But that was like a red rag to a bull, of course. Katie was not going to take love-life advice from her mum of all people. She’d listened to her heart instead, she’d sorted out the white dress and tiara, and sent out the invitations. She’d been Mrs Neil Watkinson for a whole twelve months until the tension had begun to crackle between them, when she hadn’t given him a baby, and he wouldn’t give her any freedom, and . . . well, you had to have your bottom line, didn’t you? And stumbling upon your husband rogering Linda O’Connor from next door in the spare room was definitely what Katie called a bottom line.
What a relief it had been, walking out on him! She could see herself now, head high as she strode down that narrow front path, not looking back at the little two-up two-down terraced house, all her stuff wedged into sports bags (including the cheeseboard – God knows why she’d packed that, as a weapon perhaps, in case he tried to stop her going).
Neil, this isn’t working any more
, she’d written.
I’ve gone back to London. Sorry.
It had been cowardly, sure, sneaking out of the relationship when he’d been at work, especially as he’d grovelled and begged over the shagging-Linda-O’Connor incident until he was blue in the face. He thought he was forgiven, but she’d just been biding her time, steeling herself until she had the guts to walk away. And the lightness that had filled her, the joy of liberation, she was almost giddy with it as she clicked the front gate behind her and left their home for good.
End of the marriage. Start of her new life. Easy as that. And no, she’d never truly trusted another man since.
She turned back to her desk and picked up the next exercise book. Megan White. Who
loved Zack, by the looks of things.
Ten minutes later, Katie was interrupted by Miss Dickens, the school secretary, popping her head round the classroom door.
‘Sorry to bother you, Katie dear, but there’s a . . .’ She looked flummoxed for a second, her nose twitching like a rabbit’s. ‘Well, there’s a car waiting for you outside. A taxi.’
Katie frowned. ‘A taxi? For me? But I haven’t ordered—’
‘Yes, for you, dear.’ That faint look of consternation on her face as if she suspected a prank in the offing. Miss Dickens was very wary of pranks. ‘Most insistent, the driver was. Said there’d been a change of plan and you needed to leave work now.’
‘Change of plan?’ Katie echoed. ‘Leave now?’
Miss Dickens nodded and the silvery curls on top of her head bobbed back and forth. ‘That’s what he said. I hope nobody’s mucking you about, what with it being Friday the thirteenth and all that, but . . . well, if you wouldn’t mind sorting him out, dear, only I’m right in the middle of the Year 10 class schedules for September and . . .’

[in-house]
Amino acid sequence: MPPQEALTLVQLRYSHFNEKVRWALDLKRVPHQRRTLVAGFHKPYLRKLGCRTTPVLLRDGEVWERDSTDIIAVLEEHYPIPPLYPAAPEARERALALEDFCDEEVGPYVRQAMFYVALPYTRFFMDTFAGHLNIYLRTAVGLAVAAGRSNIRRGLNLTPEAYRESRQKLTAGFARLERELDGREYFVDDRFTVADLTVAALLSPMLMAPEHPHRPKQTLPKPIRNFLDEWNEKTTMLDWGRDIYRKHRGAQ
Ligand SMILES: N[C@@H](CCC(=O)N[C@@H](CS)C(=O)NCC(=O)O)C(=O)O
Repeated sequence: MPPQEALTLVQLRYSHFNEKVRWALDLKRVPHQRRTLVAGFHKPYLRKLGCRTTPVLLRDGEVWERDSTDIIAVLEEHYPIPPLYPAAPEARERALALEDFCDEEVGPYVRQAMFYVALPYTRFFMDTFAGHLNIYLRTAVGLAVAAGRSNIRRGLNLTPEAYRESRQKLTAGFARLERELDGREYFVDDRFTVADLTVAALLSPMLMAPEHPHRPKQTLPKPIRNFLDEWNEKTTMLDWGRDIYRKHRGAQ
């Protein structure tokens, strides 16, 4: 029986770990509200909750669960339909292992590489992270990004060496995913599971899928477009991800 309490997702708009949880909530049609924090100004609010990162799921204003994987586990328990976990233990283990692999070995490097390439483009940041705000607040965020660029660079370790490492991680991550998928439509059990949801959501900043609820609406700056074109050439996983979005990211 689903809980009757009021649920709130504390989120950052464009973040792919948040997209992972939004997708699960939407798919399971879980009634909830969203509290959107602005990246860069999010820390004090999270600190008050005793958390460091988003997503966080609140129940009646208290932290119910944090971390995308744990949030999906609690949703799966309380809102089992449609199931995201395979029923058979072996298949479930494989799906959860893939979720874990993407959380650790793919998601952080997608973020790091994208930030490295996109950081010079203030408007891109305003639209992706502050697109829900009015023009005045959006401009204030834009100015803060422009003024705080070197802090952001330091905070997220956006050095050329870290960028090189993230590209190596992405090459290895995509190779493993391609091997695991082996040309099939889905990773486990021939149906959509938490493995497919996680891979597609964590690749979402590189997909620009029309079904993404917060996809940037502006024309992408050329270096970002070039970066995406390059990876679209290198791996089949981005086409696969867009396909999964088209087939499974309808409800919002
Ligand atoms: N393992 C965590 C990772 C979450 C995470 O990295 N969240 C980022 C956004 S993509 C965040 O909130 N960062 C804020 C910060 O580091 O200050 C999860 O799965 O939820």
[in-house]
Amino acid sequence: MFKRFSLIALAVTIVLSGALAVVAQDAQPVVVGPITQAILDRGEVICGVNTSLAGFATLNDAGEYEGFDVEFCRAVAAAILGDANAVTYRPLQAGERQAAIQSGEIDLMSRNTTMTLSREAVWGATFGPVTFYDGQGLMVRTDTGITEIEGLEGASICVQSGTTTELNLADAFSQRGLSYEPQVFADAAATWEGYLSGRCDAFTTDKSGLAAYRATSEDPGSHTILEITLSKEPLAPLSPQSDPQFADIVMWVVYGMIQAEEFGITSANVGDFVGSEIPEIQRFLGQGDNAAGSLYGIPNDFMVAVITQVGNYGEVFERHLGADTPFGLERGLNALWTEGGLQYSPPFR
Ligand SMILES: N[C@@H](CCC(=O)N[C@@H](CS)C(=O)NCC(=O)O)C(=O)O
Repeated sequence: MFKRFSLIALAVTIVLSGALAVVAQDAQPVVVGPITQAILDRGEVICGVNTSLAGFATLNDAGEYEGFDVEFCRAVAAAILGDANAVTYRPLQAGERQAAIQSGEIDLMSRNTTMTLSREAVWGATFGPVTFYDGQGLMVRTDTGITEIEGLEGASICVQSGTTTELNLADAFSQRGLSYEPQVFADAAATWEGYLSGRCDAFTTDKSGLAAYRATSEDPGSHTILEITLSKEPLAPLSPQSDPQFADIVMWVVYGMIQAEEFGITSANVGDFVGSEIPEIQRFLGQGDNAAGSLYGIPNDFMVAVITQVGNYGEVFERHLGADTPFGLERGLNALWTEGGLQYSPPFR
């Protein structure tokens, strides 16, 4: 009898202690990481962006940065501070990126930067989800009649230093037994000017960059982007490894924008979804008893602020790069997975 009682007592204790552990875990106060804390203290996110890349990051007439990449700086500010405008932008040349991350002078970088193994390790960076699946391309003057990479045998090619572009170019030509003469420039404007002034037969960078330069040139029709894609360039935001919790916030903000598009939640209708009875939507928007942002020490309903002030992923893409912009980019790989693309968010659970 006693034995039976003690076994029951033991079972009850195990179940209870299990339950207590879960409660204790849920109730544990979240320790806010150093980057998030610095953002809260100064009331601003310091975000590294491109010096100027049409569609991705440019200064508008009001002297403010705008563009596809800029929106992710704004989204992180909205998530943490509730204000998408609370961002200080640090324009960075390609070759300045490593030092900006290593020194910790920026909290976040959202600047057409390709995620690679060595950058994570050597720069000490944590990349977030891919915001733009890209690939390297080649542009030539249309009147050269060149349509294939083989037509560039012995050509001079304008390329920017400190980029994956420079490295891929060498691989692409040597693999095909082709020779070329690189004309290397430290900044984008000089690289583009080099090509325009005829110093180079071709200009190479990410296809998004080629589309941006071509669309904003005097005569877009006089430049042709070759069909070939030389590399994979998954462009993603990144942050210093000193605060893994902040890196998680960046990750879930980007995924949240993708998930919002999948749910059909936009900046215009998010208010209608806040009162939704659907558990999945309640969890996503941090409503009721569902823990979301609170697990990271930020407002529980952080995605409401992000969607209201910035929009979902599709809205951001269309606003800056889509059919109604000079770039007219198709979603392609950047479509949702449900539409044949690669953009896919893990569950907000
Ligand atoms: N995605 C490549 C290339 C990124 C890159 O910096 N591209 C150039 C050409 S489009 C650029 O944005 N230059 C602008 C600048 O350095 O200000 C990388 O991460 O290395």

‘Yes, of course,’ Katie said, cutting in. Given half a chance, Miss Dickens would be there until Sunday evening, sounding off about her class schedules. How irritating to be interrupted like this, though. Obviously, there was some misunderstanding, all this talk of a change of plan, and having to leave work. Friday the thirteenth indeed – Katie had no truck with fanciful superstitions. The driver was clearly confusing her with another person who didn’t have twenty-five more homework books to mark and a Tesco trip to fit in by six o’clock, but all the same . . .
She grabbed her handbag and followed Miss Dickens down the corridor. It was still so warm – this June was turning out to be a scorcher – and she made a mental note to put some Pimm’s in the trolley when she finally got to the supermarket. Pimm’s, mint, lemonade, cucumber, maybe some strawberries. If a thing was worth doing, it was worth doing properly, Katie always thought.
She’d reached the front doors of the school that opened out onto the staff car park and drive. And there, engine purring, sat a large black cab, the sort you usually only saw in London. It looked swanky and decidedly out of place, waiting outside scruffy St Joseph’s Comprehensive School in this particular Bristol suburb, which usually only saw Mondeos and Astras shambling around.
Definitely a case of mistaken identity. Oh well. At least this would only take two minutes to sort out.
She strode over to the car, an apologetic look on her face. ‘I think you’ve got the wrong—’
‘Yes, that’s me, but—’
‘Birthday tenth March, lives on Warburton Road?’
She stared at the driver, momentarily taken aback. Had she met him before? She racked her brain but had no memory of his dark hair, thick eyebrows and greasy-looking skin. ‘How did you know that?’
He consulted a piece of paper he had on a clipboard. ‘Born in the General Hospital to Margery and Ian Taylor, two sisters?’
Katie could feel her cheeks flushing with heat. What was this? Some massive wind-up? ‘Look, I don’t know who sent you—’ she began, trying to wrest back some control.